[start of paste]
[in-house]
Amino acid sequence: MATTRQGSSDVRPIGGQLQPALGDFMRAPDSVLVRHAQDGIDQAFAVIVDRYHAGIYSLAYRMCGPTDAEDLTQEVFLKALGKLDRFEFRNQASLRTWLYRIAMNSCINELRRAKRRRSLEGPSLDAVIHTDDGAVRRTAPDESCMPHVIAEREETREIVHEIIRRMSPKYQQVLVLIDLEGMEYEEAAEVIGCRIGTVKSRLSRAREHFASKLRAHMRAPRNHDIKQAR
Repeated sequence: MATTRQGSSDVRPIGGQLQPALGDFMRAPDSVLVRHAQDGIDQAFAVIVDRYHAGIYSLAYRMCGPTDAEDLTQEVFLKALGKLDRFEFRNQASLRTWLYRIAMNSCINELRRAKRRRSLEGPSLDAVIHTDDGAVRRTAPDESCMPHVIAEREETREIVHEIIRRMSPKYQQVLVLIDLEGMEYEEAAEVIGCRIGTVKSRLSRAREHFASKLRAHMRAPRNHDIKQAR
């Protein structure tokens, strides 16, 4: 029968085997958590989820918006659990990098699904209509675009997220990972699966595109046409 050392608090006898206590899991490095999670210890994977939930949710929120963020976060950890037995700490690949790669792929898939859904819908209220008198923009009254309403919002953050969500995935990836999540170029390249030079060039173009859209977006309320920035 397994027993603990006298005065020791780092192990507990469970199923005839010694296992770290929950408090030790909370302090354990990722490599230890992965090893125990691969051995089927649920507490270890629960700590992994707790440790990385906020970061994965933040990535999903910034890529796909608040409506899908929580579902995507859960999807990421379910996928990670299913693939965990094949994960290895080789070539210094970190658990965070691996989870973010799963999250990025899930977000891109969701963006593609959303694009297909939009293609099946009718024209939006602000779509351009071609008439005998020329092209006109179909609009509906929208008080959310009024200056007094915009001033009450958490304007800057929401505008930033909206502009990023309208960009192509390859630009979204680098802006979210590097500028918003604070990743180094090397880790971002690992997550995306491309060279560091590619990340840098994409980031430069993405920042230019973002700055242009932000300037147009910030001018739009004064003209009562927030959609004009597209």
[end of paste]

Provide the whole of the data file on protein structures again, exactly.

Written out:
[in-house]
Amino acid sequence: MATTRQGSSDVRPIGGQLQPALGDFMRAPDSVLVRHAQDGIDQAFAVIVDRYHAGIYSLAYRMCGPTDAEDLTQEVFLKALGKLDRFEFRNQASLRTWLYRIAMNSCINELRRAKRRRSLEGPSLDAVIHTDDGAVRRTAPDESCMPHVIAEREETREIVHEIIRRMSPKYQQVLVLIDLEGMEYEEAAEVIGCRIGTVKSRLSRAREHFASKLRAHMRAPRNHDIKQAR
Repeated sequence: MATTRQGSSDVRPIGGQLQPALGDFMRAPDSVLVRHAQDGIDQAFAVIVDRYHAGIYSLAYRMCGPTDAEDLTQEVFLKALGKLDRFEFRNQASLRTWLYRIAMNSCINELRRAKRRRSLEGPSLDAVIHTDDGAVRRTAPDESCMPHVIAEREETREIVHEIIRRMSPKYQQVLVLIDLEGMEYEEAAEVIGCRIGTVKSRLSRAREHFASKLRAHMRAPRNHDIKQAR
């Protein structure tokens, strides 16, 4: 029968085997958590989820918006659990990098699904209509675009997220990972699966595109046409 050392608090006898206590899991490095999670210890994977939930949710929120963020976060950890037995700490690949790669792929898939859904819908209220008198923009009254309403919002953050969500995935990836999540170029390249030079060039173009859209977006309320920035 397994027993603990006298005065020791780092192990507990469970199923005839010694296992770290929950408090030790909370302090354990990722490599230890992965090893125990691969051995089927649920507490270890629960700590992994707790440790990385906020970061994965933040990535999903910034890529796909608040409506899908929580579902995507859960999807990421379910996928990670299913693939965990094949994960290895080789070539210094970190658990965070691996989870973010799963999250990025899930977000891109969701963006593609959303694009297909939009293609099946009718024209939006602000779509351009071609008439005998020329092209006109179909609009509906929208008080959310009024200056007094915009001033009450958490304007800057929401505008930033909206502009990023309208960009192509390859630009979204680098802006979210590097500028918003604070990743180094090397880790971002690992997550995306491309060279560091590619990340840098994409980031430069993405920042230019973002700055242009932000300037147009910030001018739009004064003209009562927030959609004009597209």